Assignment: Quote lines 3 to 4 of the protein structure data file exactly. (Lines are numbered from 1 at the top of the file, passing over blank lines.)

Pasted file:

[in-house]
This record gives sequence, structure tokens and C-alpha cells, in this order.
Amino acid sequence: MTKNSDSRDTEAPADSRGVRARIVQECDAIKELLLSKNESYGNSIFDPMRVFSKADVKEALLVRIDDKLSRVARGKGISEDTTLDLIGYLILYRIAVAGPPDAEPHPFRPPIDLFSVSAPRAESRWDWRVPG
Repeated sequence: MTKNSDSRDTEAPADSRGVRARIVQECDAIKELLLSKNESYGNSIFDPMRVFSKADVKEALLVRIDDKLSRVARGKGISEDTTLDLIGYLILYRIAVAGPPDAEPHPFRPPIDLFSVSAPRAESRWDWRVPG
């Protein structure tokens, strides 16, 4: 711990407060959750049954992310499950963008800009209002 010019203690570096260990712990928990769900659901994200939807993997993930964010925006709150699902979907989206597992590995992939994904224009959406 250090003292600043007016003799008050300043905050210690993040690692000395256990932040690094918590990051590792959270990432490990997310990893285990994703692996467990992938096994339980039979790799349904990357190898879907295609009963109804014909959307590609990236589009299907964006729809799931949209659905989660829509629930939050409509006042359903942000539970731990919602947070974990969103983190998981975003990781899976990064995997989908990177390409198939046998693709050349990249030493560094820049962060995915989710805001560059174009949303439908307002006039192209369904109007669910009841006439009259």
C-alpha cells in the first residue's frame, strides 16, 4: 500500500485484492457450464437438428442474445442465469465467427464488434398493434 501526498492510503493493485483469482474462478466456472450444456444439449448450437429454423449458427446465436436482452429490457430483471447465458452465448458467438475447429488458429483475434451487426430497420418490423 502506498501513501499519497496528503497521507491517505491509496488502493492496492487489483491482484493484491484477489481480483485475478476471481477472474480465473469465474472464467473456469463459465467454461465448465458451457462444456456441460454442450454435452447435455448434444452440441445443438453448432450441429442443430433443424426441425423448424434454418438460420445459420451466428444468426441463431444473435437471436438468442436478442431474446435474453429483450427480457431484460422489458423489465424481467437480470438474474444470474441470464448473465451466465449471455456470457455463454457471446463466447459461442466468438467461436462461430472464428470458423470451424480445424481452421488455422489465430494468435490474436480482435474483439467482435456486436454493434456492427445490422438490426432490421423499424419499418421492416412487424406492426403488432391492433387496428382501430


Amino acid sequence: MTKNSDSRDTEAPADSRGVRARIVQECDAIKELLLSKNESYGNSIFDPMRVFSKADVKEALLVRIDDKLSRVARGKGISEDTTLDLIGYLILYRIAVAGPPDAEPHPFRPPIDLFSVSAPRAESRWDWRVPG
Repeated sequence: MTKNSDSRDTEAPADSRGVRARIVQECDAIKELLLSKNESYGNSIFDPMRVFSKADVKEALLVRIDDKLSRVARGKGISEDTTLDLIGYLILYRIAVAGPPDAEPHPFRPPIDLFSVSAPRAESRWDWRVPG